Click on a thumbnail to expand
SOLD. Thames at Bishops Park
SOLD. Thames at Bishops Park

Acrylic on canvas board. 87x87cm SOLD

press to zoom
SOLD. Under the Arches
SOLD. Under the Arches

Acrylic/chinagraph on canvas. 87x87 cm SOLD

press to zoom
SOLD. Making a Run for it.
SOLD. Making a Run for it.

Acrylic/chinagraph on canvas. 87x87cm SOLD

press to zoom
SOLD. What the River Knew.
SOLD. What the River Knew.

Acrylic on canvas 87 x 87 cm SOLD

press to zoom
SOLD. The River's Tale
SOLD. The River's Tale

Oil/pastel/charcoal/shellac on canvas 100 x 100 cm SOLD

press to zoom
SOLD. Putney Bridge I
SOLD. Putney Bridge I

Acrylic/pastel/charcoal on wood SOLD

press to zoom
SOLD. Cremorne Gardens Jetty I
SOLD. Cremorne Gardens Jetty I

Acrylic/charcoal on paper 63.5 x 89 cm SOLD

press to zoom
SOLD. Cremorne Gardens Jetty II
SOLD. Cremorne Gardens Jetty II

Acrylic/charcoal on paper 55 x 40 cm SOLD

press to zoom
SOLD. Low Tide at Putney IV
SOLD. Low Tide at Putney IV

Acrylic on card 42.5 x 38.5 cm SOLD

press to zoom

THE THAMES - LONDON'S MIGHTY RIVER

 

215 miles long. The source is at Thames Head, Gloucestershire. The mouth is at the Thames Estuary, Southend. It enters our city at Teddington. It has a rise and fall of 7 metres. It is fed by 38 named tributaries. It drains the whole of Greater London.

 

When I began to research The Thames for the show, I discovered our great river triggers an emotional response.  Its muddy waters have inspired poets, writers, artists alike including me. Monolithic and overwhelming in places, twee and babbling in others, it provides us with a rare open space that constantly changes with the tide – a welcome counterbalance to the order and structure of the modern metropolis that is London. People have swum in it, wept into it.  Londoners cross over it and under it every day.  Moving, rushing, sucking, The Thames harbours thousands of years of treasures and detritus of a huge groaning city. Shards of Roman pottery sit alongside decaying carcasses of traffic cones and shopping trolleys. It is more than a simple geographical feature. It has a life and an energy of its own.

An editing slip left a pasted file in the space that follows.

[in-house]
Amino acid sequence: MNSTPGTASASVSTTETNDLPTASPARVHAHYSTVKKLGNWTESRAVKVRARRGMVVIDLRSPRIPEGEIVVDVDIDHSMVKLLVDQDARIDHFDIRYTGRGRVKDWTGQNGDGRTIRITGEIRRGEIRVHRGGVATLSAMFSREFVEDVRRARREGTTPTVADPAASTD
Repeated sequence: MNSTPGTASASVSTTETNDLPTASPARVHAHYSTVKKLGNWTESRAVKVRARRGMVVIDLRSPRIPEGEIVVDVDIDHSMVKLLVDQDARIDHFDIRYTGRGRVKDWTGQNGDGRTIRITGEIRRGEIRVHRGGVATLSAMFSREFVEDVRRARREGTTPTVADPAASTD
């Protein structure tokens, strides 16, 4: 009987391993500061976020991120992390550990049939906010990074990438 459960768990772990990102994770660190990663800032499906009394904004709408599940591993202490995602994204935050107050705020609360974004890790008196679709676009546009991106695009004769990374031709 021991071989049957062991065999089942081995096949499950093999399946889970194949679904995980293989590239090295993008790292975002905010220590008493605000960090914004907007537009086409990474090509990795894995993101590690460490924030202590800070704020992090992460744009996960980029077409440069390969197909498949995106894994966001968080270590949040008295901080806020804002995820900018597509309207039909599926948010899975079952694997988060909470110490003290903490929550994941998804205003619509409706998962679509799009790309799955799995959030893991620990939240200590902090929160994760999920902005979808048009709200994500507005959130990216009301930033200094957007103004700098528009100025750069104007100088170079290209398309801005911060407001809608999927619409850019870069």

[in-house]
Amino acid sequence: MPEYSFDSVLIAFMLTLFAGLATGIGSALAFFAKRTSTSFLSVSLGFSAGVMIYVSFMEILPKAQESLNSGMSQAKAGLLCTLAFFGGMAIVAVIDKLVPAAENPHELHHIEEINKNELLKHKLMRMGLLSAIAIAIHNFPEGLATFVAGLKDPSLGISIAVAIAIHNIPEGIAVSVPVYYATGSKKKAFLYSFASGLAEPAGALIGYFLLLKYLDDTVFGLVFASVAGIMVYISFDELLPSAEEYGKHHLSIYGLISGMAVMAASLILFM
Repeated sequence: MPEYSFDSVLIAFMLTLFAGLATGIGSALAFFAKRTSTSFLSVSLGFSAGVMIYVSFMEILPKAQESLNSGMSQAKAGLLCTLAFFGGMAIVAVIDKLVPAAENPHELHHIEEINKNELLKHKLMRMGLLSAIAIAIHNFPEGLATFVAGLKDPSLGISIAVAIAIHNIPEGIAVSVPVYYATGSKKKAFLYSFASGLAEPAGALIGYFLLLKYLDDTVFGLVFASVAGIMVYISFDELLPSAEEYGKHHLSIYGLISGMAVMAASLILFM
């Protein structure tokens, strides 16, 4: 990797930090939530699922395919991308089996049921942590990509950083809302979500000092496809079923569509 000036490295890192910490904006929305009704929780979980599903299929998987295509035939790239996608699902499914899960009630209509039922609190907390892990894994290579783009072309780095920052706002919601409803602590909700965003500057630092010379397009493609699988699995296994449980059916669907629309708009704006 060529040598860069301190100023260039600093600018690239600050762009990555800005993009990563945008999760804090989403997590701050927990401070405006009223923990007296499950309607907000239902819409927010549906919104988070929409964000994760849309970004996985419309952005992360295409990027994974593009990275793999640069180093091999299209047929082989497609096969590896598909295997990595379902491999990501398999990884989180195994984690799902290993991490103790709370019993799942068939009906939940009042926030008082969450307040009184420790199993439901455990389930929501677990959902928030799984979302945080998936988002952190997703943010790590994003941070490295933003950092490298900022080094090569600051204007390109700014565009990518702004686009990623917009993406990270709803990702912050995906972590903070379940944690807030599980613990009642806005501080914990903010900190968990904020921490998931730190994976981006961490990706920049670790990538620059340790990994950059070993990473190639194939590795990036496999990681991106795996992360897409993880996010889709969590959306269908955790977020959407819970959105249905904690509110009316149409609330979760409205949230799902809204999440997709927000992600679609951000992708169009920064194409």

For this series, my work is based on formal associations which open a unique poetic vein. I have used bodies of the text I discovered, from the poems of Rudyard Kipling to the lyrics of a song by the Kinks, to fuel my work.  Some of the text appears in the paintings.  Sometimes it lies hidden beneath the paint, like the secrets the Thames conceals.